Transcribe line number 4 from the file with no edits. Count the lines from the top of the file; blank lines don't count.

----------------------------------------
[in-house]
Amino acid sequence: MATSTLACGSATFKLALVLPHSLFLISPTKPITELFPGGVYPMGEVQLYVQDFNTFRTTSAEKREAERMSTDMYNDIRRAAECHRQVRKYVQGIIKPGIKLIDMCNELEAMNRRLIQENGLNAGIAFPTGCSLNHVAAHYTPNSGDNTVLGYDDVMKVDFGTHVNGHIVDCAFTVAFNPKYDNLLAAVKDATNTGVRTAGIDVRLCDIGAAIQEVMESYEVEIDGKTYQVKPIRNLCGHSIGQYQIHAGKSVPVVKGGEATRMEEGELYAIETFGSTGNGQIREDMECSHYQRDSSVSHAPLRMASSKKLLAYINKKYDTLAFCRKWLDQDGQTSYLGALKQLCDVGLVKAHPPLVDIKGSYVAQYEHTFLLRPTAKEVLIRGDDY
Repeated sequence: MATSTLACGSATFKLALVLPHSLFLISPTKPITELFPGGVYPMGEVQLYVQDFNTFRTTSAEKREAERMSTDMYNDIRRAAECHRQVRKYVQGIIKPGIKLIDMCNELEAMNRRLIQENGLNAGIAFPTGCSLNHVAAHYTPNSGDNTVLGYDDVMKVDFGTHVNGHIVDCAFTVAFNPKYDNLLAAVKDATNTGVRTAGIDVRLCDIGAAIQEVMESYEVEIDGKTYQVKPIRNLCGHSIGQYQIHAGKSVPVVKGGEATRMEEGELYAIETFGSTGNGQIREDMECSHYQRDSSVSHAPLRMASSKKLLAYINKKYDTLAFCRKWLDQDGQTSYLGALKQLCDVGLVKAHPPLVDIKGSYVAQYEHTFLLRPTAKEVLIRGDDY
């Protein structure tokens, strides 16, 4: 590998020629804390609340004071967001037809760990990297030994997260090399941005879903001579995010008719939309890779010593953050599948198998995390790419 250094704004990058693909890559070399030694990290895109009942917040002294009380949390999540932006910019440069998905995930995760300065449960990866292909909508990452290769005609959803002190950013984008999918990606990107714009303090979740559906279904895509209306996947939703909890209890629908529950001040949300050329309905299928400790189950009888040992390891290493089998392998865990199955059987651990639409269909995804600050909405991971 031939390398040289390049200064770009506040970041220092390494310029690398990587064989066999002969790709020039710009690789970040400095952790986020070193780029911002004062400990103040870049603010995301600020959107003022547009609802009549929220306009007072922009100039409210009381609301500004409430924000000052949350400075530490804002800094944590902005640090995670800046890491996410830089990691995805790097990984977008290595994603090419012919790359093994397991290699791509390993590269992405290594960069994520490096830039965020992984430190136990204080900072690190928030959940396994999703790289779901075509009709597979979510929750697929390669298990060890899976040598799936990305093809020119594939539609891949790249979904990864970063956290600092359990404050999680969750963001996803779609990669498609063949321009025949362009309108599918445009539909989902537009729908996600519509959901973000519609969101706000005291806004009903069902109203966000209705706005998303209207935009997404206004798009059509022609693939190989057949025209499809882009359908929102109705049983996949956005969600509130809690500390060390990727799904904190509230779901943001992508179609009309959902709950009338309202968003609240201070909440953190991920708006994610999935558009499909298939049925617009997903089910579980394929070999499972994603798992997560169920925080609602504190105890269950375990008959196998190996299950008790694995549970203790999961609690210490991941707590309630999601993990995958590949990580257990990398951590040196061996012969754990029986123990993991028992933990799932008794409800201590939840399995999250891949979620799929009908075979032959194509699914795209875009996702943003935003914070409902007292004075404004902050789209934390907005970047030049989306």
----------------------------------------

């Protein structure tokens, strides 16, 4: 590998020629804390609340004071967001037809760990990297030994997260090399941005879903001579995010008719939309890779010593953050599948198998995390790419 250094704004990058693909890559070399030694990290895109009942917040002294009380949390999540932006910019440069998905995930995760300065449960990866292909909508990452290769005609959803002190950013984008999918990606990107714009303090979740559906279904895509209306996947939703909890209890629908529950001040949300050329309905299928400790189950009888040992390891290493089998392998865990199955059987651990639409269909995804600050909405991971 031939390398040289390049200064770009506040970041220092390494310029690398990587064989066999002969790709020039710009690789970040400095952790986020070193780029911002004062400990103040870049603010995301600020959107003022547009609802009549929220306009007072922009100039409210009381609301500004409430924000000052949350400075530490804002800094944590902005640090995670800046890491996410830089990691995805790097990984977008290595994603090419012919790359093994397991290699791509390993590269992405290594960069994520490096830039965020992984430190136990204080900072690190928030959940396994999703790289779901075509009709597979979510929750697929390669298990060890899976040598799936990305093809020119594939539609891949790249979904990864970063956290600092359990404050999680969750963001996803779609990669498609063949321009025949362009309108599918445009539909989902537009729908996600519509959901973000519609969101706000005291806004009903069902109203966000209705706005998303209207935009997404206004798009059509022609693939190989057949025209499809882009359908929102109705049983996949956005969600509130809690500390060390990727799904904190509230779901943001992508179609009309959902709950009338309202968003609240201070909440953190991920708006994610999935558009499909298939049925617009997903089910579980394929070999499972994603798992997560169920925080609602504190105890269950375990008959196998190996299950008790694995549970203790999961609690210490991941707590309630999601993990995958590949990580257990990398951590040196061996012969754990029986123990993991028992933990799932008794409800201590939840399995999250891949979620799929009908075979032959194509699914795209875009996702943003935003914070409902007292004075404004902050789209934390907005970047030049989306």